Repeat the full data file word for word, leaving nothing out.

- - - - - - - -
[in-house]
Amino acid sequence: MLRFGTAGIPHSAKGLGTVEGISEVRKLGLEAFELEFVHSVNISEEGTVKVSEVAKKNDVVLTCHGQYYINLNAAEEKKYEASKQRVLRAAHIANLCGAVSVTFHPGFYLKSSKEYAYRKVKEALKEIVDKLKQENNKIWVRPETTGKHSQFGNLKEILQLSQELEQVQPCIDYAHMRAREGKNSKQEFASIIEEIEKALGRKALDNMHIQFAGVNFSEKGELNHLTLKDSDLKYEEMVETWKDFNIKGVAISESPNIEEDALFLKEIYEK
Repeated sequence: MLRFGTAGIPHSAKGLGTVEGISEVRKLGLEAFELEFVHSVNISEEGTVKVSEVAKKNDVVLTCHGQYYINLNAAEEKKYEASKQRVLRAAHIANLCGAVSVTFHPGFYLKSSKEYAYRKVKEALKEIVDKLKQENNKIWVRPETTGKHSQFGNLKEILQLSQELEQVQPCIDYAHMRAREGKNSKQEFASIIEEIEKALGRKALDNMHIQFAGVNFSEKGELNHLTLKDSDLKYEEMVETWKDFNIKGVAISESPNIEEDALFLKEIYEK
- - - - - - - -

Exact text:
[in-house]
Amino acid sequence: MLRFGTAGIPHSAKGLGTVEGISEVRKLGLEAFELEFVHSVNISEEGTVKVSEVAKKNDVVLTCHGQYYINLNAAEEKKYEASKQRVLRAAHIANLCGAVSVTFHPGFYLKSSKEYAYRKVKEALKEIVDKLKQENNKIWVRPETTGKHSQFGNLKEILQLSQELEQVQPCIDYAHMRAREGKNSKQEFASIIEEIEKALGRKALDNMHIQFAGVNFSEKGELNHLTLKDSDLKYEEMVETWKDFNIKGVAISESPNIEEDALFLKEIYEK
Repeated sequence: MLRFGTAGIPHSAKGLGTVEGISEVRKLGLEAFELEFVHSVNISEEGTVKVSEVAKKNDVVLTCHGQYYINLNAAEEKKYEASKQRVLRAAHIANLCGAVSVTFHPGFYLKSSKEYAYRKVKEALKEIVDKLKQENNKIWVRPETTGKHSQFGNLKEILQLSQELEQVQPCIDYAHMRAREGKNSKQEFASIIEEIEKALGRKALDNMHIQFAGVNFSEKGELNHLTLKDSDLKYEEMVETWKDFNIKGVAISESPNIEEDALFLKEIYEK